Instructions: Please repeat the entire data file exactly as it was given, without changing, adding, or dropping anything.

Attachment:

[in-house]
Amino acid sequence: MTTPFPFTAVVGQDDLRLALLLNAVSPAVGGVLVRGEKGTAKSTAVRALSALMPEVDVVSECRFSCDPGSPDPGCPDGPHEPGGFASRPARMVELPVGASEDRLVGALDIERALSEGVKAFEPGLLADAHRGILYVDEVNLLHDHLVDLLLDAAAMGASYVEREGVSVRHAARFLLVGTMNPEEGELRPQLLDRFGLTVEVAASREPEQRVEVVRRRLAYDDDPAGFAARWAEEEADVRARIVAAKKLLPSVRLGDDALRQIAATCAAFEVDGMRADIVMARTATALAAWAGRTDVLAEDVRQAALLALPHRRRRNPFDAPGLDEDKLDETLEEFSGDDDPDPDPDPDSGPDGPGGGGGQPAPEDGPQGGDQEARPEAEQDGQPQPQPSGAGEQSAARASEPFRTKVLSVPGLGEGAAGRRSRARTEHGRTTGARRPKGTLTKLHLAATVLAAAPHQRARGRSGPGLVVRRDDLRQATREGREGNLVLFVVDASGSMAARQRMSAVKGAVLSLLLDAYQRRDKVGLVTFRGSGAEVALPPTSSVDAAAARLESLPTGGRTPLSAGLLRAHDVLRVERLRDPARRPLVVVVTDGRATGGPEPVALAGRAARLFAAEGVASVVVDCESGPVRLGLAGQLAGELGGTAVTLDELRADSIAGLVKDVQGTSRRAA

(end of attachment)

[in-house]
Amino acid sequence: MTTPFPFTAVVGQDDLRLALLLNAVSPAVGGVLVRGEKGTAKSTAVRALSALMPEVDVVSECRFSCDPGSPDPGCPDGPHEPGGFASRPARMVELPVGASEDRLVGALDIERALSEGVKAFEPGLLADAHRGILYVDEVNLLHDHLVDLLLDAAAMGASYVEREGVSVRHAARFLLVGTMNPEEGELRPQLLDRFGLTVEVAASREPEQRVEVVRRRLAYDDDPAGFAARWAEEEADVRARIVAAKKLLPSVRLGDDALRQIAATCAAFEVDGMRADIVMARTATALAAWAGRTDVLAEDVRQAALLALPHRRRRNPFDAPGLDEDKLDETLEEFSGDDDPDPDPDPDSGPDGPGGGGGQPAPEDGPQGGDQEARPEAEQDGQPQPQPSGAGEQSAARASEPFRTKVLSVPGLGEGAAGRRSRARTEHGRTTGARRPKGTLTKLHLAATVLAAAPHQRARGRSGPGLVVRRDDLRQATREGREGNLVLFVVDASGSMAARQRMSAVKGAVLSLLLDAYQRRDKVGLVTFRGSGAEVALPPTSSVDAAAARLESLPTGGRTPLSAGLLRAHDVLRVERLRDPARRPLVVVVTDGRATGGPEPVALAGRAARLFAAEGVASVVVDCESGPVRLGLAGQLAGELGGTAVTLDELRADSIAGLVKDVQGTSRRAA